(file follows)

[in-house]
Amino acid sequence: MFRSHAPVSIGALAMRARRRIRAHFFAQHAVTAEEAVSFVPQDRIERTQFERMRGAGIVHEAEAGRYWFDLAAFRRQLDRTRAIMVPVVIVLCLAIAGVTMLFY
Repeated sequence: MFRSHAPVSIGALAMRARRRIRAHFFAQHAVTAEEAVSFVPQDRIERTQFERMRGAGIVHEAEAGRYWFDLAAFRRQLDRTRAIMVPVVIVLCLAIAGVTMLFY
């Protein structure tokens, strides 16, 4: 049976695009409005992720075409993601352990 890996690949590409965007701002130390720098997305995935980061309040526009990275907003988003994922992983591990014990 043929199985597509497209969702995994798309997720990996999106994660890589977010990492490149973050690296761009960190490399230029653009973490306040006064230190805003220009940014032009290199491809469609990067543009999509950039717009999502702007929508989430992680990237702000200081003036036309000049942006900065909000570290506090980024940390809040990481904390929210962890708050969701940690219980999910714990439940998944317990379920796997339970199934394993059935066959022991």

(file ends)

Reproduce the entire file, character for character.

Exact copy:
[in-house]
Amino acid sequence: MFRSHAPVSIGALAMRARRRIRAHFFAQHAVTAEEAVSFVPQDRIERTQFERMRGAGIVHEAEAGRYWFDLAAFRRQLDRTRAIMVPVVIVLCLAIAGVTMLFY
Repeated sequence: MFRSHAPVSIGALAMRARRRIRAHFFAQHAVTAEEAVSFVPQDRIERTQFERMRGAGIVHEAEAGRYWFDLAAFRRQLDRTRAIMVPVVIVLCLAIAGVTMLFY
């Protein structure tokens, strides 16, 4: 049976695009409005992720075409993601352990 890996690949590409965007701002130390720098997305995935980061309040526009990275907003988003994922992983591990014990 043929199985597509497209969702995994798309997720990996999106994660890589977010990492490149973050690296761009960190490399230029653009973490306040006064230190805003220009940014032009290199491809469609990067543009999509950039717009999502702007929508989430992680990237702000200081003036036309000049942006900065909000570290506090980024940390809040990481904390929210962890708050969701940690219980999910714990439940998944317990379920796997339970199934394993059935066959022991």